Stocks rebounded on Wednesday after hotter-than-expected consumer prices report for April sent the 10-year Treasury yield back above 3%, raising concerns that inflation will remain high as the economy slows.
The Nasdaq saw the worst of the selling in early trading, as investors continued to dump tech shares as they have all year, before reversing course.
The S&P 500 rose 0.8%, the Nasdaq Composite added 0.6% The Dow Jones Industrial Average gained 230 points, or 0.7%.
Shares of major tech companies led the decline. Meta, Amazon, Netflix, Microsoft and Apple were down more than 1% each. Alphabet shares slid 0.8%. Consumer discretionary and tech were the worst-performing sectors in the S&P 500, losing 1.5% each.
April’s consumer price index showed an 8.3% jump, higher than the 8.1% increase expected by economists polled by Dow Jones. The price surge remained near the 40-year high pace of 8.5% seen in March. Core CPI, which does not include food and energy prices, gained 6.2% compared to expectations of 6%. On a monthly basis, headline CPI rose by 0.3% and core rose 0.6%.
“The pace of price increases moderated, but not as much as expected,” said Bankrate chief financial analyst Greg McBride. “Excluding a decline in energy prices – which appears outdated by this point – the increases remain widespread. With the annual rate ticking down from 8.5% to 8.3, it can be tempting to say we’ve seen the peak, but we’ve also been head-faked before as was the case last August.”
Rising prices have been front-of-mind, particularly as the Federal Reserve is hiking interest rates and trimming its balance sheet to address inflation.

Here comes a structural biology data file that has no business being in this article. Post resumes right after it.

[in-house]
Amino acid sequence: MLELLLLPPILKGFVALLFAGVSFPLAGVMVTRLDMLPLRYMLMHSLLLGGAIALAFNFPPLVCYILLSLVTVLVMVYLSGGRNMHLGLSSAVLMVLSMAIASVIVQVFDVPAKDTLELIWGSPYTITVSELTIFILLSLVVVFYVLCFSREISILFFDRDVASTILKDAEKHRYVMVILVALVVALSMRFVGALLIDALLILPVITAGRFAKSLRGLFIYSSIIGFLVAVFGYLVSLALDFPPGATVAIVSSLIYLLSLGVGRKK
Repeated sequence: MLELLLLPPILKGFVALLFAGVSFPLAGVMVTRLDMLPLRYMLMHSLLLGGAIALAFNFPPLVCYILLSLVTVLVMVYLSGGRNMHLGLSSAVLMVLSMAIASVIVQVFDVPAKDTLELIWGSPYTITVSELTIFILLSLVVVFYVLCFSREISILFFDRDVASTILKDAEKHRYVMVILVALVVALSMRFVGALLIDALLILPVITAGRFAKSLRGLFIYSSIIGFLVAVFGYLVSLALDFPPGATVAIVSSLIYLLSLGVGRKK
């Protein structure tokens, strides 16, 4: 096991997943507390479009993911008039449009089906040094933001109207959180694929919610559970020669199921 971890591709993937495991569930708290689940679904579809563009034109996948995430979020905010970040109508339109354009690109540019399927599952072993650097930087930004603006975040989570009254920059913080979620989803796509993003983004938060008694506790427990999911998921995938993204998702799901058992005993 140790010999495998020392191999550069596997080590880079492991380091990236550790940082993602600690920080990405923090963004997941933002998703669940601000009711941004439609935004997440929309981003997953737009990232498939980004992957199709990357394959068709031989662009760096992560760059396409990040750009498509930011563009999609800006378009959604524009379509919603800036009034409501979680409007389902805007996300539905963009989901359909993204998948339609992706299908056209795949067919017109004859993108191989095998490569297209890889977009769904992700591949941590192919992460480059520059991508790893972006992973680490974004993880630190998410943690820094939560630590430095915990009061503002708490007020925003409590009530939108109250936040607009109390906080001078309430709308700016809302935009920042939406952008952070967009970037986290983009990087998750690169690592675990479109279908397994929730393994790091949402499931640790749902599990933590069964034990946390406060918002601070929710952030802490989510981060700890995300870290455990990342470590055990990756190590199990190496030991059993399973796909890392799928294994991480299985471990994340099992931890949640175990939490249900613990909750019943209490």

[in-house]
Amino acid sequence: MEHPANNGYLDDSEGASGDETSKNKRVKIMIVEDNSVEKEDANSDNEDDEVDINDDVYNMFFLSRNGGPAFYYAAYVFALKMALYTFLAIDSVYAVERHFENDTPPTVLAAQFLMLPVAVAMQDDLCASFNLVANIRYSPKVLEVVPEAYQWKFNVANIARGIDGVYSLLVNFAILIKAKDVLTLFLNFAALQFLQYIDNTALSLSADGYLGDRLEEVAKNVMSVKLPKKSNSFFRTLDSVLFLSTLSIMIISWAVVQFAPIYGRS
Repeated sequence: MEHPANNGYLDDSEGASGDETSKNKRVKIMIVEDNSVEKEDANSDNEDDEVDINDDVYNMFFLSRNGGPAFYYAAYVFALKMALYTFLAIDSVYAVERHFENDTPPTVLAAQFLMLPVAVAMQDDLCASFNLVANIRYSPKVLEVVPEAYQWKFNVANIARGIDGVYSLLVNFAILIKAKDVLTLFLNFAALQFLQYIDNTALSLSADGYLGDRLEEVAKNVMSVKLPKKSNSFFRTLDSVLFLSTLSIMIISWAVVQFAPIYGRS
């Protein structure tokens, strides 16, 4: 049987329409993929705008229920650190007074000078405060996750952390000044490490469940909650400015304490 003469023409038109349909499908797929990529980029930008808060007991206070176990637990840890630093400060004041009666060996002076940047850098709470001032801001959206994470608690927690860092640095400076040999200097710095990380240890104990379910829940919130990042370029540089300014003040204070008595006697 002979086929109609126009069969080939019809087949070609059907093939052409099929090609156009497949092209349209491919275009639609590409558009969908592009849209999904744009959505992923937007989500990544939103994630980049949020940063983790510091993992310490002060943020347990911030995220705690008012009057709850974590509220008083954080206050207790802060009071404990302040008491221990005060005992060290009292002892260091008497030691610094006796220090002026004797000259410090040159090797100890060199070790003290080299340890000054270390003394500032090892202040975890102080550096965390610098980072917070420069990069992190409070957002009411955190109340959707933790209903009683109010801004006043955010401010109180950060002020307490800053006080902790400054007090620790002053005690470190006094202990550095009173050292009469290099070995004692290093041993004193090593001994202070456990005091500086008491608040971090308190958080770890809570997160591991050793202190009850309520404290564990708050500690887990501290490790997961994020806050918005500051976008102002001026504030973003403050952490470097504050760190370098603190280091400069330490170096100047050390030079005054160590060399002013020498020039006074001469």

Following the data release, the 10-year Treasury yield jumped back above the 3% mark.
Some analysts see the data as a sign that the Fed is behind the curve in curbing inflation, which could put pressure on the central bank to act more aggressively in tightening monetary policy.
“Risk assets are under pressure with equity futures red on the assumption this will compel the Fed to extend the 50 bp cadence beyond the June/July meetings already signaled,” said Ian Lyngen, BMO’s head of U.S. rates.
The initial negative market reaction to the inflation print was “totally understandable,” but as prices continue to rise, the U.S. is on the brink of a “cost of living crisis,” Allianz chief economic advisor Mohamed El-Erian told CNBC’s “Squawk on the Street.”
“It’s just a matter of time until we talk about a cost of living crisis and this is what it is,” he said. “Everybody is focusing on the headline number, that’s understandable but look at the core, 6.2%, and look at the composition of inflation that suggests there are many drivers now. This is no longer an issue about just the Ukraine war, this is a broad-based inflation process that the Fed has fallen behind in a major way.”
The S&P 500 stands about 17% off its high in a pullback this year largely driven by fears of out-of-control inflation causing the Federal Reserve to aggressively tighten monetary policy.
On the earnings front, shares of Coinbase slumped nearly 20% after the crypto exchange posted its latest quarterly results. Investors are looking ahead to reports from Walt Disney, Rivian and Beyond Meat after the bell.
Wednesday’s moves come after the Dow fell for a fourth consecutive day Tuesday in a volatile trading session, alternating between gains and losses. The S&P 500 ticked up 0.25% and the Nasdaq Composite gained about 1%.
— CNBC’s Yun Li contributed reporting